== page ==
Last week, as a major hurricane bore down on North Carolina, I posted what I thought was a good example of the ‘small just, just ahead’ style of communicating.
Now, with Florence having blown in and deluged us with rain (and still a large portion of the state is reeling from floods), it’s appropriate to share two more examples.
First, a message from the president of Duke University, Vincent Price, posted here, which includes this paragraph:
The most immediate need is for resources. This week, we will launch the Duke Doing Good in the Neighborhood Emergency Response Fund, which will support the North Carolina Disaster Relief Fund and long-term disaster recovery efforts such as cleaning, repairing and rebuilding homes. You can also support the American Red Cross Disaster Relief Fund, by contributing online or texting the word REDCROSS to 90999 to make a $10 donation.
And that same day, Duke’s chancellor for health affairs, Eugene Washington, sent a message to the Duke Health community, including these paragraphs:
Throughout this catastrophic weather event, and even before it began, Duke Health has played a very important role in addressing some of the resulting healthcare challenges. I wanted to share some of our actions in this regard as we all care deeply for those who have been devastated by the hurricane and wanted you to know we can all be proud of our response and continuing commitment to help.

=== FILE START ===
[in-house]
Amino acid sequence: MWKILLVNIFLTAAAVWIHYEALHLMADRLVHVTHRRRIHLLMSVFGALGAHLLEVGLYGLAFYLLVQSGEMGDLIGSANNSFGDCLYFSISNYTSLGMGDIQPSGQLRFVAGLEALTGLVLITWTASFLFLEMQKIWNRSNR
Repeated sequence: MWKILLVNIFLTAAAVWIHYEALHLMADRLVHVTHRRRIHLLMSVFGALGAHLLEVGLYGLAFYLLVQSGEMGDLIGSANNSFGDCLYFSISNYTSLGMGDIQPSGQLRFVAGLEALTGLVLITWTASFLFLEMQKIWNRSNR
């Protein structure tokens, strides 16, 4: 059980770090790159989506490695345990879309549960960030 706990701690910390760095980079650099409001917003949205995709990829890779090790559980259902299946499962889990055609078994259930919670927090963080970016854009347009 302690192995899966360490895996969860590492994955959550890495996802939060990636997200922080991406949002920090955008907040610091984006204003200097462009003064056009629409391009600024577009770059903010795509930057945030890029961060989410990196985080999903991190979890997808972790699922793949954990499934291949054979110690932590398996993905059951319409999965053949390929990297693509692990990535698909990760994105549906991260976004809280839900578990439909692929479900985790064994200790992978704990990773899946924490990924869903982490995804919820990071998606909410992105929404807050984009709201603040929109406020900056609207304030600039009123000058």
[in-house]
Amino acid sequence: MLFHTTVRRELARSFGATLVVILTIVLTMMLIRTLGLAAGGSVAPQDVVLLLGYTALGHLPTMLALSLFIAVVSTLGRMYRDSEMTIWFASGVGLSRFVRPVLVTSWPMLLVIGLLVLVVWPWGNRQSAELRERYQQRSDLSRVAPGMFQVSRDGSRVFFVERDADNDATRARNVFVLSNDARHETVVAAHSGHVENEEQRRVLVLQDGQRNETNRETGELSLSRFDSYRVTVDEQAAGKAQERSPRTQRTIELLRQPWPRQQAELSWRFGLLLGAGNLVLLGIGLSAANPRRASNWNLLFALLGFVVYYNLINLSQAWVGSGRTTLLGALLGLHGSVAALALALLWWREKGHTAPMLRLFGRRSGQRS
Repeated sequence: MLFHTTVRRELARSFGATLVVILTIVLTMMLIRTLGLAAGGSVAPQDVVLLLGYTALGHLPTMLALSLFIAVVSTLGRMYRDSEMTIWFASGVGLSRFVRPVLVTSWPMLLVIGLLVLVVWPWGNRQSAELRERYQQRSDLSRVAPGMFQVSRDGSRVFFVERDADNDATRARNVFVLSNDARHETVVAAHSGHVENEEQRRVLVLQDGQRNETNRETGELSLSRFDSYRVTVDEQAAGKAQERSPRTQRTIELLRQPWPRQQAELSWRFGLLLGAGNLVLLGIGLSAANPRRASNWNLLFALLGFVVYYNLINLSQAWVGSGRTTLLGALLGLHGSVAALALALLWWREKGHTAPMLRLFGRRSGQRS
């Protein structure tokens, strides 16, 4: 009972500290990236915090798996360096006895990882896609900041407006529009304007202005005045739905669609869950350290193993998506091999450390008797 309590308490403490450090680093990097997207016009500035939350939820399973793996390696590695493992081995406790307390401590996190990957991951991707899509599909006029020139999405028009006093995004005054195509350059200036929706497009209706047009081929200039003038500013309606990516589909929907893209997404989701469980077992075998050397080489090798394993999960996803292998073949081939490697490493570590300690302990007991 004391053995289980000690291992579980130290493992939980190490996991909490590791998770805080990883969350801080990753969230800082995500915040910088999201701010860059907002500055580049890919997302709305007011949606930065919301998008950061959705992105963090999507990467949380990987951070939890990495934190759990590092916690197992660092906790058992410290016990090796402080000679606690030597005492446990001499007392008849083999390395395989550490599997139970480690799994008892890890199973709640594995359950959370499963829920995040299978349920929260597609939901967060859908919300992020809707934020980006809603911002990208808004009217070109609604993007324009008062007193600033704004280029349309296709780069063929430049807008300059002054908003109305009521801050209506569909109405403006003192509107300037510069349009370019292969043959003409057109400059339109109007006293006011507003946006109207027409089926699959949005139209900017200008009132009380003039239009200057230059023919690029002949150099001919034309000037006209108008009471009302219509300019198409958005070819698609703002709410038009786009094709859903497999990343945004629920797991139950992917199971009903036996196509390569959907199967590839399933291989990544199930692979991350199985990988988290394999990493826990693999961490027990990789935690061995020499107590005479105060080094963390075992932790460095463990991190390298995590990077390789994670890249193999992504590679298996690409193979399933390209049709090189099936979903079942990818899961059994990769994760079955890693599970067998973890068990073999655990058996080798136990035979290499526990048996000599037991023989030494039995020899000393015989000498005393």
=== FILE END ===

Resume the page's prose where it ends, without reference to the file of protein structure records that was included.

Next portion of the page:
At the request of the state emergency manager prior to the hurricane’s arrival, our Duke Emergency Preparedness team and Transfer Center took the lead in coordinating critical medical transfers for more than 130 patients from the coast to hospitals in central and western North Carolina. Our Life Flight team provided medical care and transportation to directly evacuate a number of seriously ill patients from the coast. The Duke Health State Medical Assistance Team (SMAT) was dispatched to Goldsboro last Tuesday to set up a Special Medical Needs Support Shelter in a then empty hospital building that has now cared for more than 120 patients and family members in need. Another dedicated team of volunteers from across Duke Health is leaving today to relieve the original SMAT team.
In the aftermath of the storm, Duke has also provided critical medications and medical supplies to a coastal hospital that had exhausted their stores, and we have offered medical equipment, medicines and food packages to hospitals located in the flood zone. As the storm waned, Duke Life Flight nurses staffed Coast Guard helicopters to begin evacuations from coastal hospitals as the state again looked to Duke to help coordinate the response among hospitals in our region. Today Duke Life Flight is now back in the air assisting in medical transports, and we continue to seek direction from state emergency services officials as to how we can provide additional help to communities in need.